Can you really make your brain BIGGER: Using cognitive science to increase your study efficiency and retention

Can you really make your brain BIGGER: Using cognitive science to increase your study efficiency and retention by Jason F. Hine, MD-Emergency Medicine SMHC

How are we as clinicians going to keep up with the ever-expanding fund of medical knowledge?

The rapid expanse of medical knowledge is a well-recognized reality creating a daunting circumstance for us as clinicians- trying to keep up with what we need to know.1 There are several strategies to help the practicing physician keep up. These include:

  1. “Peripheral brains” such as smartphone apps and pocket cards
  2. Secondary journals- which were discussed in our November Monthly Tips
  3. Efficient study techniques

Wouldn’t it be great if you could improve the efficiency with which you study and learn?

Enter cognitive science. While this is a vast field of research covering a range of topics, one area of study has been in the production and retention of memories.  A summation of this field’s findings can be found in the book Make It Stick: the Science of Successful Learning.2 Cognitive scientists Henry Roediger and Mark McDaniel teamed up with story teller Peter Brown to outline how we can improve our efficiency in learning and memory retention. In its simplified form, this involves four processes:

  • Retrieval Practice (R) – As a medical student you cannot spend 3 grueling hours on acid-base analysis, put the book down and expect to nail an ABG interpretation 4 months later. To solidify a memory into our long-term bank we must practice using it. Quite simply, this is the act of pulling information (a memory) from our memory back. This is retrieval practice.
  • Spacing (S) – The idea of spacing is linked to retrieval practice but gives greater detail about when we should be retrieving memories. It is fine to practice retrieving a memory 30 minutes after it is created (ie shortly after you read a new article), but it is more powerful and efficient in creating memory retention when some time has passed. Allowing for a bit of forgetting to occur and making the retrieval effortful leads to greater retention.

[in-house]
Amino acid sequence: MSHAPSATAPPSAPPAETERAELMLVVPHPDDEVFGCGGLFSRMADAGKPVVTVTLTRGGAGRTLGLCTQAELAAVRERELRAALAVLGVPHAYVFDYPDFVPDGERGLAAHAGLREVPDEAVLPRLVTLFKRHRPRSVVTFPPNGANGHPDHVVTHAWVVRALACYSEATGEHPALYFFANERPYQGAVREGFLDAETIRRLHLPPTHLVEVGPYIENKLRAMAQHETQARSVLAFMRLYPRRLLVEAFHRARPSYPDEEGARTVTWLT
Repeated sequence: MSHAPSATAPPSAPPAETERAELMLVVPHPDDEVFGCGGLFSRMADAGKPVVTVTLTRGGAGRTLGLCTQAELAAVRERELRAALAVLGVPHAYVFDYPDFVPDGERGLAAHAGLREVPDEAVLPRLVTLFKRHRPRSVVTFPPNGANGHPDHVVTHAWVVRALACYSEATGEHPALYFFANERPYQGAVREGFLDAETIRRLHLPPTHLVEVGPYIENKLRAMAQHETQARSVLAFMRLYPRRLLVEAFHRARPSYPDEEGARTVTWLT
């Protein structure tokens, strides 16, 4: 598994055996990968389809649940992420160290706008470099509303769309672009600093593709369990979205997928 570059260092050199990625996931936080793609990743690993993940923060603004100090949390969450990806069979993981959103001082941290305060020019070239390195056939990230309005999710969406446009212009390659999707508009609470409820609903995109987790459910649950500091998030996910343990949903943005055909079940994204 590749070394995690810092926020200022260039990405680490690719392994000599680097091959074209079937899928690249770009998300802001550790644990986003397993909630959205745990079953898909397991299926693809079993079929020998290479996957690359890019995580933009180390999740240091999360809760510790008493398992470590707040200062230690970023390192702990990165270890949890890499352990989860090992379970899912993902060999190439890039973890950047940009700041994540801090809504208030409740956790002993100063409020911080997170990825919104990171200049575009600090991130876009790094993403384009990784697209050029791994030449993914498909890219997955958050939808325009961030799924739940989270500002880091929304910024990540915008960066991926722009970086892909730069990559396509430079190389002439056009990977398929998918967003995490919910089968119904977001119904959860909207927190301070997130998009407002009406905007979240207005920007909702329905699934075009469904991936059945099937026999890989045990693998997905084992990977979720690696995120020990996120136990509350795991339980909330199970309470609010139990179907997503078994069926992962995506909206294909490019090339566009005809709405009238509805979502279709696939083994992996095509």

• Interleaving (I) – Interestingly, cognitive science has found that when we mix our study of different subject matter we often gain a greater understanding of each. This is thought to be related to pattern recognition across topics, rule generation, and the linking of memories in our brains. By mixing our review of several articles, therefore, we can improve our retention of the take-home from each.
  • Generation (G) – The concept of generation is akin to an active rather than passive learner. It explains that in creating from our memory we again reinforce the content and improve retention. Activities such as recollective summaries or content application are much more retention-producing than passive actions such as rereading.

So, after reading an article use these steps to “Make it Stick”:

  1. Take a moment to write out the key points of the paper and how they may affect your practice (R, G).
  2. Create an alert 1 week later (via smartphone, calendar, post it notes, whichever structure works for you) to remind yourself to do a recollection exercise where you spend two minutes writing all you can remember on the article, then review and correct (R, S, G).
  3. Create a notecard with the article title on one side and short summation on the other (S, G).
  4. Whenever you sit to read a new article, review the notecard and simply speak aloud the major summative points (R, S, I, G). Once the article and its content become second nature, the notecard can be filed or discarded.